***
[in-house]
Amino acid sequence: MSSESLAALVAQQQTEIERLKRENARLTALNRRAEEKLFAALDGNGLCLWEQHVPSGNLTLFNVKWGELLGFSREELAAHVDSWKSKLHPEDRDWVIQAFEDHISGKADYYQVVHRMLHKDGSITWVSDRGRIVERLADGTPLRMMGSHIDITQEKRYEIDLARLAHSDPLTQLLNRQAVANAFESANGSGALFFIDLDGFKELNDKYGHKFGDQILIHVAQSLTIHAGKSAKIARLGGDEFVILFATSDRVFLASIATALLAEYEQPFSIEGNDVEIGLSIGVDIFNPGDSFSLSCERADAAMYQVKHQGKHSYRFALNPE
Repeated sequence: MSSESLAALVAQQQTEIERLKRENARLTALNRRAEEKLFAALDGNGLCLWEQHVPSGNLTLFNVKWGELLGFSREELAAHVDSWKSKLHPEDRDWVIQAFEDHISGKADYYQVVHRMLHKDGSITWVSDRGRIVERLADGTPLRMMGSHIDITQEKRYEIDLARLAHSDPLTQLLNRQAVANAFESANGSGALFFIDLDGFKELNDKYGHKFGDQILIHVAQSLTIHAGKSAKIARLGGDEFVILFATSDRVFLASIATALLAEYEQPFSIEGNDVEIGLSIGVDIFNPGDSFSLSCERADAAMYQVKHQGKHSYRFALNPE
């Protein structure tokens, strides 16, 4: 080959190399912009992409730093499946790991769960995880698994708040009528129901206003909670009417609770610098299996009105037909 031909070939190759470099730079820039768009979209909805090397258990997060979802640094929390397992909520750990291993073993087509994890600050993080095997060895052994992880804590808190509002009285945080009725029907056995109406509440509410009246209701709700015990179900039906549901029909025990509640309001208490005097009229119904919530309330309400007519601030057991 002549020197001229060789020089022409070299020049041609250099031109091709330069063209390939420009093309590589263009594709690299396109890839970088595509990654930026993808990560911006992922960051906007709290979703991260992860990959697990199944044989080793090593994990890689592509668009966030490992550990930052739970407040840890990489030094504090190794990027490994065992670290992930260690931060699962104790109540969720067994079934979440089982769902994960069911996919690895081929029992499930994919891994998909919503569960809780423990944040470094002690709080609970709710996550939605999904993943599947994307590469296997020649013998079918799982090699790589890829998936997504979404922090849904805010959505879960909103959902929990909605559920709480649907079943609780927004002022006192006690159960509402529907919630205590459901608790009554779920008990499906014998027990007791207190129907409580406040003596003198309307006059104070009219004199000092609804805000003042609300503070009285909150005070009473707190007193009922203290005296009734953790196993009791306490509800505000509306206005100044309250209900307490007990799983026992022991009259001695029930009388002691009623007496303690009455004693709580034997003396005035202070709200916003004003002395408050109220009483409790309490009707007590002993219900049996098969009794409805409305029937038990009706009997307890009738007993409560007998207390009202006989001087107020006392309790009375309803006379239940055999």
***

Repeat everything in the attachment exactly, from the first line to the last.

[in-house]
Amino acid sequence: MSSESLAALVAQQQTEIERLKRENARLTALNRRAEEKLFAALDGNGLCLWEQHVPSGNLTLFNVKWGELLGFSREELAAHVDSWKSKLHPEDRDWVIQAFEDHISGKADYYQVVHRMLHKDGSITWVSDRGRIVERLADGTPLRMMGSHIDITQEKRYEIDLARLAHSDPLTQLLNRQAVANAFESANGSGALFFIDLDGFKELNDKYGHKFGDQILIHVAQSLTIHAGKSAKIARLGGDEFVILFATSDRVFLASIATALLAEYEQPFSIEGNDVEIGLSIGVDIFNPGDSFSLSCERADAAMYQVKHQGKHSYRFALNPE
Repeated sequence: MSSESLAALVAQQQTEIERLKRENARLTALNRRAEEKLFAALDGNGLCLWEQHVPSGNLTLFNVKWGELLGFSREELAAHVDSWKSKLHPEDRDWVIQAFEDHISGKADYYQVVHRMLHKDGSITWVSDRGRIVERLADGTPLRMMGSHIDITQEKRYEIDLARLAHSDPLTQLLNRQAVANAFESANGSGALFFIDLDGFKELNDKYGHKFGDQILIHVAQSLTIHAGKSAKIARLGGDEFVILFATSDRVFLASIATALLAEYEQPFSIEGNDVEIGLSIGVDIFNPGDSFSLSCERADAAMYQVKHQGKHSYRFALNPE
């Protein structure tokens, strides 16, 4: 080959190399912009992409730093499946790991769960995880698994708040009528129901206003909670009417609770610098299996009105037909 031909070939190759470099730079820039768009979209909805090397258990997060979802640094929390397992909520750990291993073993087509994890600050993080095997060895052994992880804590808190509002009285945080009725029907056995109406509440509410009246209701709700015990179900039906549901029909025990509640309001208490005097009229119904919530309330309400007519601030057991 002549020197001229060789020089022409070299020049041609250099031109091709330069063209390939420009093309590589263009594709690299396109890839970088595509990654930026993808990560911006992922960051906007709290979703991260992860990959697990199944044989080793090593994990890689592509668009966030490992550990930052739970407040840890990489030094504090190794990027490994065992670290992930260690931060699962104790109540969720067994079934979440089982769902994960069911996919690895081929029992499930994919891994998909919503569960809780423990944040470094002690709080609970709710996550939605999904993943599947994307590469296997020649013998079918799982090699790589890829998936997504979404922090849904805010959505879960909103959902929990909605559920709480649907079943609780927004002022006192006690159960509402529907919630205590459901608790009554779920008990499906014998027990007791207190129907409580406040003596003198309307006059104070009219004199000092609804805000003042609300503070009285909150005070009473707190007193009922203290005296009734953790196993009791306490509800505000509306206005100044309250209900307490007990799983026992022991009259001695029930009388002691009623007496303690009455004693709580034997003396005035202070709200916003004003002395408050109220009483409790309490009707007590002993219900049996098969009794409805409305029937038990009706009997307890009738007993409560007998207390009202006989001087107020006392309790009375309803006379239940055999």